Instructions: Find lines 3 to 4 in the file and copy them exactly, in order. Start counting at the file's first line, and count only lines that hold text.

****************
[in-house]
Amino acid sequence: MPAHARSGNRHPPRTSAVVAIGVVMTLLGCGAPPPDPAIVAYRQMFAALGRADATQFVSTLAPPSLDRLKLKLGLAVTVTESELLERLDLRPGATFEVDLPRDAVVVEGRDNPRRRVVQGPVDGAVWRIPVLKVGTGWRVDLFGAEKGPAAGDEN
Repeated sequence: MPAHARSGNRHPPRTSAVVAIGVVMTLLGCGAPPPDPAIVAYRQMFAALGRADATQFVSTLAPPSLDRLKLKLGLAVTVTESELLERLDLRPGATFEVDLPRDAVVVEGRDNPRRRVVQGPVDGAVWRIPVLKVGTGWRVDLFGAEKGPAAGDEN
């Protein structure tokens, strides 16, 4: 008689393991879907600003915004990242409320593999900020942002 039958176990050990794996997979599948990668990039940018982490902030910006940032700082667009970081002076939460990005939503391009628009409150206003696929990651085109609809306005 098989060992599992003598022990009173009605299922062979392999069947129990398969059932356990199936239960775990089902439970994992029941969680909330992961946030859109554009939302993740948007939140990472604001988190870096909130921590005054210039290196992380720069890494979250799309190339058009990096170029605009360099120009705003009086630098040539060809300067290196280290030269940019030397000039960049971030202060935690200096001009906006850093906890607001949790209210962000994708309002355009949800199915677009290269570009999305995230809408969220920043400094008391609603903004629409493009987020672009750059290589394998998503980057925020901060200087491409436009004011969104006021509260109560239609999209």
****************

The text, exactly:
Repeated sequence: MPAHARSGNRHPPRTSAVVAIGVVMTLLGCGAPPPDPAIVAYRQMFAALGRADATQFVSTLAPPSLDRLKLKLGLAVTVTESELLERLDLRPGATFEVDLPRDAVVVEGRDNPRRRVVQGPVDGAVWRIPVLKVGTGWRVDLFGAEKGPAAGDEN
């Protein structure tokens, strides 16, 4: 008689393991879907600003915004990242409320593999900020942002 039958176990050990794996997979599948990668990039940018982490902030910006940032700082667009970081002076939460990005939503391009628009409150206003696929990651085109609809306005 098989060992599992003598022990009173009605299922062979392999069947129990398969059932356990199936239960775990089902439970994992029941969680909330992961946030859109554009939302993740948007939140990472604001988190870096909130921590005054210039290196992380720069890494979250799309190339058009990096170029605009360099120009705003009086630098040539060809300067290196280290030269940019030397000039960049971030202060935690200096001009906006850093906890607001949790209210962000994708309002355009949800199915677009290269570009999305995230809408969220920043400094008391609603903004629409493009987020672009750059290589394998998503980057925020901060200087491409436009004011969104006021509260109560239609999209």